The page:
Future Nephrology Nursing Research

Contemporary work in the area of health literacy examined for this paper has made a significant and timely contribution to our understanding of this important aspect of the experience of primary health care CKD self management. As health literacy is a relatively new concept, the literature about the relationship between health literacy and nursing care outcomes is still to be written (Speros 2005). Much of the recent work is exploratory in nature, providing a platform on which to more fully explore the issues surrounding primary health care education. Future nephrology nursing research is an ideal vehicle to promote health literacy research specifically in the CKD population to determine the influence of health literacy in relation to self-care management decisions and health outcomes for this population. Determining if only the ability to communicate orally with nephrology health care professionals has the same health outcomes as the additional ability to comprehend written information is an important next step in exploring health literacy in the self management of CKD (Bennett et al. 2009). Additionally, future health literacy research has the potential to identify specific barriers for people with CKD in seeking out primary health or acute care services (Wolf et al. 2005). Finally it is recommended that current health literacy screening tools be further modified to accurately assess the health literacy capabilities of the differing CKD populations due to their unique and complex knowledge needs (Devraj & Gordon 2009).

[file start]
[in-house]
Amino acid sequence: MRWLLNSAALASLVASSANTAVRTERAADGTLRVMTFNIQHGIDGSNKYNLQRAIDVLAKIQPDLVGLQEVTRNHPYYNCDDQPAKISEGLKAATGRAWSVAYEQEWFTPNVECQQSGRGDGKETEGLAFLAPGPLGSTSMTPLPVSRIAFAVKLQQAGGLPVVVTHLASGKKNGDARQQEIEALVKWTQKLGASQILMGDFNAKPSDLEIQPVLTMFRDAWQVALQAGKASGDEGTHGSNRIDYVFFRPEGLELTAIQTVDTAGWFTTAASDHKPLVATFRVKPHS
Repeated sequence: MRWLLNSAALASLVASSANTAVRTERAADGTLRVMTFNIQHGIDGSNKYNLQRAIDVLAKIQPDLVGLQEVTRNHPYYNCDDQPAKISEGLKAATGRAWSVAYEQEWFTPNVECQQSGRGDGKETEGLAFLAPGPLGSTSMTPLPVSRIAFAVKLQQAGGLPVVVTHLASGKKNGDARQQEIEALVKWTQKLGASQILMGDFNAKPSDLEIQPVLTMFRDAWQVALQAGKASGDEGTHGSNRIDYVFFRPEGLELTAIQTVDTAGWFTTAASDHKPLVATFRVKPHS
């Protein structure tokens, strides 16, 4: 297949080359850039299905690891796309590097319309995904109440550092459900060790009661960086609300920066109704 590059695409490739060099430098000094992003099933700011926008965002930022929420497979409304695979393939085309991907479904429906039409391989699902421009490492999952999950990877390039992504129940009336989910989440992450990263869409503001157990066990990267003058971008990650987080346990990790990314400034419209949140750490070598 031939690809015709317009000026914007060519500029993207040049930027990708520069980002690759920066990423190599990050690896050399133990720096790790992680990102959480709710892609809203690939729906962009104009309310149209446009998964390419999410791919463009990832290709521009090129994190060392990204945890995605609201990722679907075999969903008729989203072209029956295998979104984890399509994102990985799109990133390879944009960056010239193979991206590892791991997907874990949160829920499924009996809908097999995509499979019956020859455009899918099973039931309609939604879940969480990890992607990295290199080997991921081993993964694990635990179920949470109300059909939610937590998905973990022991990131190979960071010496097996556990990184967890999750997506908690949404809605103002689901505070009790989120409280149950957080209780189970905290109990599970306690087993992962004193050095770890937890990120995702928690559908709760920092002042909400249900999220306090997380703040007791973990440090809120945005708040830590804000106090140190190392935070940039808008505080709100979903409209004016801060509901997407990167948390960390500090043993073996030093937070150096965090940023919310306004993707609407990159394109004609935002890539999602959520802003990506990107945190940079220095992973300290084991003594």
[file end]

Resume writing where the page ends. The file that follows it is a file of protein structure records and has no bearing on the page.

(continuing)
Conclusion

Health literacy has become an important issue in both national policy and research agendas. Health literacy is more than just being able to read health care educative information, it also involves the development of skills aimed at improving comprehension and analysis of information to assist the person to successfully navigate the complex health care system. Limited health literacy has been identified as a potential contributor to poor health outcomes including poor CKD outcomes. However further research still needs to be undertaken to identify the full impact of limited health literacy on nephrology outcomes. Nephrology nursing research using any of the three identified screening tools (REALM, S-TOFHLA or NVS) on CKD populations will contribute to the body of knowledge related to the unique educational needs of the CKD population.

Author contributions

SC was responsible for the concept of the paper, literature review and drafting of the manuscript while MD made critical revisions to the final paper.

Key Words

Chronic kidney disease, health literacy, nephrology, nursing, research, self care

Acknowledgements

The contribution of Ms Winifred van der Ploeg in her comments on the format of this manuscript are gratefully acknowledged.

Submitted December 2009 Accepted January 2010

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Author Details: Sandra Campbell, RN, Grad Dip HSc, M Clin Nurs. (Renal), Ph.D Candidate and Maree Duddle RN, BN, M Hth Law, M Nurs (Hons), Ph.D are both lecturers in the School of Nursing & Midwifery, The University of Tasmania,

Correspondence to: : Sandra Campbell, Rozelle Campus, School of Nursing & Midwifery, The University of Tasmania, PO BOX 184, Rozelle. NSW 2039. Australia. Sandra.campbell@utas.edu.au